Nieuwpoort is a town in the Province of West Flanders on the south-west side of the River IJzer (Yser), three kilometres from the sea. Note that you are travelling towards Nieuwpoort (Stad) and not Nieuwpoort-Bad which is on the coast.
The main road into the town is the N 39 (Astridlaan) and this brings you out to the banks of the IJzer river. Stay on the Astridlaan, do not follow the signs for Centrum.
You will come out at a large roundabout.
The road system can appear overly complicated by the double tram line that runs along it.
Be very careful that you do not turn down it instead of the road.
At the roundabout turn right towards Middlekerke. This requires crossing the tramway before you do so. At the next roundabout turn right into _Sluizen_and you will see the monument on your left.
This monument forms part of a large collection of memorials in and around the sluice gates (Ganzepoot). You will need to park and walk.
During the Battle of the Yser in 1914 French troops paid a major part in the defence of the River IJzer and the dunes of Lombardsijder along the coast.
French Fusiliers Marins (Marines), infantry and North African French-colonial soldiers fought with distinction in the decisive days before King Albert I ordered the polders to be flooded.
The gates used to control the flow of water are those immediately behind the monument and you will find further monuments to other units and civilians who braved the fighting all around this location.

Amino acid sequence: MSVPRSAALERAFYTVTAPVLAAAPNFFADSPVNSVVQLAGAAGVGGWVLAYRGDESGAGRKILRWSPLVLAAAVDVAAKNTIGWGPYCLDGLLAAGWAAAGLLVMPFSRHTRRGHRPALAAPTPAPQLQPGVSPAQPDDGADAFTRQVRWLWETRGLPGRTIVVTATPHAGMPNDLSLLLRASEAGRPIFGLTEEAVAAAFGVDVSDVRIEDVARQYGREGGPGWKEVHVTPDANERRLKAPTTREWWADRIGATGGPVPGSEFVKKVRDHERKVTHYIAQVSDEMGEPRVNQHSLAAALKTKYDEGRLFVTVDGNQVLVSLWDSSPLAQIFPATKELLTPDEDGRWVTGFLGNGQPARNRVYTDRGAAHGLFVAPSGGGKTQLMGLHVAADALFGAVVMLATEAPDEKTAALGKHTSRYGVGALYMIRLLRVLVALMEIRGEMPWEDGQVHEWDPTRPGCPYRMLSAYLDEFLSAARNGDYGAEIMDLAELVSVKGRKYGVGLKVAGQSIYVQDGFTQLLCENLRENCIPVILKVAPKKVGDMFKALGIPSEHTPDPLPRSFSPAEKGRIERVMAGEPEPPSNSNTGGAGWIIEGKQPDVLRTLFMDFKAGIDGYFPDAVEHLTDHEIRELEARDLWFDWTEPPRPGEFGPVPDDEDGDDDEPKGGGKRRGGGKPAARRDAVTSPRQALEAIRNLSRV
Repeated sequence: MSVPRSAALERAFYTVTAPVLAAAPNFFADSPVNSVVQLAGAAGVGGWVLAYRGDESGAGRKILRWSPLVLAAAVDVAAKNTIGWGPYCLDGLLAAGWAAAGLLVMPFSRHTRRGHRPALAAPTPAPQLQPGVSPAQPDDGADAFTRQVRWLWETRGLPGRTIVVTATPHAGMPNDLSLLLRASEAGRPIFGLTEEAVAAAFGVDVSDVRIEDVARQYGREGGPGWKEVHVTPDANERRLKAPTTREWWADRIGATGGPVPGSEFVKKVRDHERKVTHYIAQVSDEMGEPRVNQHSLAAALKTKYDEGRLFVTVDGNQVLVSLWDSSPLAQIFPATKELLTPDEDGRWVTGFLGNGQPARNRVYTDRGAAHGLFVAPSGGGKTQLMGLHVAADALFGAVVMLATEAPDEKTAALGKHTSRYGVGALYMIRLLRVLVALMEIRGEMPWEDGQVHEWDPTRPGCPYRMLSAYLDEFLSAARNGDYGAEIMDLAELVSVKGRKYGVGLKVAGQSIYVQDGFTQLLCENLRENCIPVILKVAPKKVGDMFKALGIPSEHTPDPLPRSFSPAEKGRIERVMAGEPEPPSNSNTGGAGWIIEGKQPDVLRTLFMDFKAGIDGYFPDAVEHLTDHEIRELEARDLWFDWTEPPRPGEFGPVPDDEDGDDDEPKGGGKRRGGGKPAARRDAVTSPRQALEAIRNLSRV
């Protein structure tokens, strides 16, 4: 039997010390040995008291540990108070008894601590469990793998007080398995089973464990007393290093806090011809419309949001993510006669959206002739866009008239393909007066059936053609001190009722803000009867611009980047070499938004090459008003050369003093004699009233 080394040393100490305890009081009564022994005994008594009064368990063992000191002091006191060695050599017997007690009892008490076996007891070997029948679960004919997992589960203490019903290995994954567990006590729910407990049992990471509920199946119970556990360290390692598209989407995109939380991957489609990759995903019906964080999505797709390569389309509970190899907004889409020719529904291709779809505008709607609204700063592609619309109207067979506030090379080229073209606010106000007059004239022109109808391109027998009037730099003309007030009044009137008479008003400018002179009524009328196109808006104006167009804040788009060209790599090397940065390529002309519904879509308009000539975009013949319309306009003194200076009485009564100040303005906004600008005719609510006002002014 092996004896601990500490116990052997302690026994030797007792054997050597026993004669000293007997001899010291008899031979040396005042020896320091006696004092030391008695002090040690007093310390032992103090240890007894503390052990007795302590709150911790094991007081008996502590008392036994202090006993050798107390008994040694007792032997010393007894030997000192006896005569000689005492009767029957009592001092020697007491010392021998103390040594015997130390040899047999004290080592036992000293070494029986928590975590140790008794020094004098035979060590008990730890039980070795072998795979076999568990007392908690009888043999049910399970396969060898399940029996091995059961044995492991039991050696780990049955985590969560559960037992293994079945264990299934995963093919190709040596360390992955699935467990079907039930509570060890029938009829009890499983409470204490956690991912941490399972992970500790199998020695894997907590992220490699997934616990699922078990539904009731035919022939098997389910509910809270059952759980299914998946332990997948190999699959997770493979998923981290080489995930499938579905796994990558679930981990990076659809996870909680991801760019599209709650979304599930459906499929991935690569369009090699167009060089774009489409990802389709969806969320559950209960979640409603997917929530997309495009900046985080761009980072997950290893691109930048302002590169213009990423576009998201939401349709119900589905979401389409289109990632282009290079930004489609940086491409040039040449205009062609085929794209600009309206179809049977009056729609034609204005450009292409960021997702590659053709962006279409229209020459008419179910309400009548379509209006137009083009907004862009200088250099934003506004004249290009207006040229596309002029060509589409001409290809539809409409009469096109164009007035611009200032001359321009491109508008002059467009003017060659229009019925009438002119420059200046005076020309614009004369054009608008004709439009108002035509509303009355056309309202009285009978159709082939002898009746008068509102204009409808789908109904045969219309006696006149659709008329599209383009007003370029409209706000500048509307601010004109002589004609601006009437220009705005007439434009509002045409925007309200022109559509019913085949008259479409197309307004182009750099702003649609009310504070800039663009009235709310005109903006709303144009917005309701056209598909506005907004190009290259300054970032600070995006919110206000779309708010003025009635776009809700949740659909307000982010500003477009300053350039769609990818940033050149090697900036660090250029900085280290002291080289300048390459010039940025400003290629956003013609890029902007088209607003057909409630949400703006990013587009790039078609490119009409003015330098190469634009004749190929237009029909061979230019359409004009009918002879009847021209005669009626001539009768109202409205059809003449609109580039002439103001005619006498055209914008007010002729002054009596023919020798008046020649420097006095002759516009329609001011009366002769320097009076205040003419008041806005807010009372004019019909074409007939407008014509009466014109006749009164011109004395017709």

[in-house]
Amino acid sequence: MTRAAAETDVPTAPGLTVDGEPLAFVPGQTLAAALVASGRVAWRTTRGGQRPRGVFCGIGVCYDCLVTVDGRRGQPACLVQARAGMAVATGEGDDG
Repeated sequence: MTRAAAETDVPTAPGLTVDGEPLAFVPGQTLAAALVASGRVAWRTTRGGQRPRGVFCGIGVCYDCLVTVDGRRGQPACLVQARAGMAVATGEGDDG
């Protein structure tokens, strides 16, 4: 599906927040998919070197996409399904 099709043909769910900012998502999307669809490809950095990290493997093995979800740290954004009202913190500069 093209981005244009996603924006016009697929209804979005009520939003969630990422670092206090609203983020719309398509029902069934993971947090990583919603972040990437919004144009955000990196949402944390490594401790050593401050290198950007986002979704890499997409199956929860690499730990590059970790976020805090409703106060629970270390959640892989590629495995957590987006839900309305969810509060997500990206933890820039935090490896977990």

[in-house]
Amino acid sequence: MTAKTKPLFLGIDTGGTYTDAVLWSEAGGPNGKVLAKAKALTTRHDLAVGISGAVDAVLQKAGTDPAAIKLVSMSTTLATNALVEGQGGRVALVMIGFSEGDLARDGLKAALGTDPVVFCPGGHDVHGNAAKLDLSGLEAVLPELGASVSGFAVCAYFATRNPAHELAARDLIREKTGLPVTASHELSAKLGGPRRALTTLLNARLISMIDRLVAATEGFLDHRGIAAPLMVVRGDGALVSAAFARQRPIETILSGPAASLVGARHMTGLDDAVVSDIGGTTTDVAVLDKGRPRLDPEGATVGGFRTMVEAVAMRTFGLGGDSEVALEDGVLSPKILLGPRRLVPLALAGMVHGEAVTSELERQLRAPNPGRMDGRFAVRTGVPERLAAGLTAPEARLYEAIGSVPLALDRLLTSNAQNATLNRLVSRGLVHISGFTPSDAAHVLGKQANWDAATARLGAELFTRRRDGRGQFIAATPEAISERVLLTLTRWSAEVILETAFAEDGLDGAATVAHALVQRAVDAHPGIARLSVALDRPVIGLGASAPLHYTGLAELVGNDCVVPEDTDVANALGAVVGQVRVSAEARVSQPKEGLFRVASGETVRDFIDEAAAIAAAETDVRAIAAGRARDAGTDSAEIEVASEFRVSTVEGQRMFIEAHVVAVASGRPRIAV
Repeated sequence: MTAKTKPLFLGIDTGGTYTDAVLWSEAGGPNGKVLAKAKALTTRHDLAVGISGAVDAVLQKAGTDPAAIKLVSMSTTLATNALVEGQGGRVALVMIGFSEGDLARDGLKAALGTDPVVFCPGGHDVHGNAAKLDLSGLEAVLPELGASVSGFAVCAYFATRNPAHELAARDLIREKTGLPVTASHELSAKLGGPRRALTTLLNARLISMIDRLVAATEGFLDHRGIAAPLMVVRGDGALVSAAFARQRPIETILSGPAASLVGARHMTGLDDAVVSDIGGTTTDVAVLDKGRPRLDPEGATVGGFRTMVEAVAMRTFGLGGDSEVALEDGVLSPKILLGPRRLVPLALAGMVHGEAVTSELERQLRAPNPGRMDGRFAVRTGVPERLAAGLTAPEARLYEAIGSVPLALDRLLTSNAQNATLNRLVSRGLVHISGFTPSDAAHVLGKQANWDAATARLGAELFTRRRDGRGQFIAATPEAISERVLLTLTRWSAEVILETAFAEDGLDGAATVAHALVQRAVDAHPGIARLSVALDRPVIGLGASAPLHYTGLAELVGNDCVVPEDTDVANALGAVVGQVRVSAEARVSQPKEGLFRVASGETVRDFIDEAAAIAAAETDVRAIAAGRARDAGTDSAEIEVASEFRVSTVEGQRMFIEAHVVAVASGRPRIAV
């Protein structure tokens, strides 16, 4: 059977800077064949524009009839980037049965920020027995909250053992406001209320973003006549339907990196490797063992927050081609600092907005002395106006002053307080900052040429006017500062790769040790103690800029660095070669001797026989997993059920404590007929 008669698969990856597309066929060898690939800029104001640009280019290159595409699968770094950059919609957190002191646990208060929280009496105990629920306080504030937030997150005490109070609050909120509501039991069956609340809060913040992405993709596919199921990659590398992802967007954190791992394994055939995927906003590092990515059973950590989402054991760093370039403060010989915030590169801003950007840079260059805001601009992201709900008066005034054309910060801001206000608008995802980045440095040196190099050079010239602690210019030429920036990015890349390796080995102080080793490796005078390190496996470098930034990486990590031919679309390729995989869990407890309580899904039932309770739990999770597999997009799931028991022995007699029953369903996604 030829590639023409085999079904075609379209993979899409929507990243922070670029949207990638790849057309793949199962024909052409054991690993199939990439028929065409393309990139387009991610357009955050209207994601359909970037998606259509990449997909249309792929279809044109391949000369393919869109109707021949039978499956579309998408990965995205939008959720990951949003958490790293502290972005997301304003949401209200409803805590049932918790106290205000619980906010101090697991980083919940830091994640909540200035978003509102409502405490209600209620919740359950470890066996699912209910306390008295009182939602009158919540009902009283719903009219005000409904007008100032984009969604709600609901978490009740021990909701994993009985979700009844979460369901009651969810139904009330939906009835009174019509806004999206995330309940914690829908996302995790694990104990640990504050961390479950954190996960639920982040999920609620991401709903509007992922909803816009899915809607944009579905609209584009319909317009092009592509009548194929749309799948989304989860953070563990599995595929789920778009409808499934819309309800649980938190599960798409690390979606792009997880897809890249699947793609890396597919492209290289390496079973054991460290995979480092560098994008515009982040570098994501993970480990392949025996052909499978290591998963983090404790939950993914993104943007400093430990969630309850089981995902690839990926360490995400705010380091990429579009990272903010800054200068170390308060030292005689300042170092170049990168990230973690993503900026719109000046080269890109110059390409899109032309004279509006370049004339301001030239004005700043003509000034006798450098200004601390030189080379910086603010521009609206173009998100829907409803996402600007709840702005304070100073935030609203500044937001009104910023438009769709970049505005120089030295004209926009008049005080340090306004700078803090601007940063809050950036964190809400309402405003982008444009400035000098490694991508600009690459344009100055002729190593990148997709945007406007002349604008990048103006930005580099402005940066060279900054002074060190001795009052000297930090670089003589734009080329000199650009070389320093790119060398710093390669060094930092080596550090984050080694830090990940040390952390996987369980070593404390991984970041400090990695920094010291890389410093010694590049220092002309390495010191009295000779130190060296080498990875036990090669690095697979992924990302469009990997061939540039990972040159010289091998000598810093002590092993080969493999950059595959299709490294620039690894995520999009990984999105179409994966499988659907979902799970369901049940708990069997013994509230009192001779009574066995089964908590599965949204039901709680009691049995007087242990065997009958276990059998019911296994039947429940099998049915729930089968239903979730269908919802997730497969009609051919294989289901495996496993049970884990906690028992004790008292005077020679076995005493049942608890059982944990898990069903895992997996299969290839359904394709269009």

It would be totally wrong to believe that flooding the polders was simply a matter of opening the sluice gates and letting the water in. It was in fact a highly complicated affair that had to be maintained throughout the war. Damage to the gates and even evaporation during hoot summers reduced the water level.
The story of what happened here is very well related in the Westfront centre on the far side of the canal and under the King Albert Memorial.
The monument was an initiative of the late Burgemeester of Nieuwpoort, Roland Crabbe together with representatives of the involved countries and Souvenir Français.
Mayor Roland Crabbbe:
“With this monument we want to express thanks to the 1,162 soldiers who lost their lives in the first two years of WWI safeguarding the lock complex and helping to preserve the inundation.”
The monument is built from bricks recovered from the ruins of a town house rebuilt in 1922 (notary Swennen).
Local artisans have contributed to the details. The enamel plates were created by Chris Messiaen. The cover plate for the urn was made by Hernani Tavares e Sousa. Decorative urns were created by Magda Bouillon to bring earth from the various countries.
The plaques represent, the town of Nieuwpoort, The Fusiliers Marins (French naval personnel still wear the red pompom), French Colonial Corps and the Zouaves.
The monument was constructed by the community school Nieuwpoort Department of Construction.
Buried at the base of the monument is an urn filled with earth from Senegal, Tunisia, Algeria, Morocco, France and Belgium.
The monument was inaugurated on the 2nd August 2015.
During the ceremony it was blessed by Father Viane, Rabbi Benizri, Iman Aftabet and Pastor Breukelaer.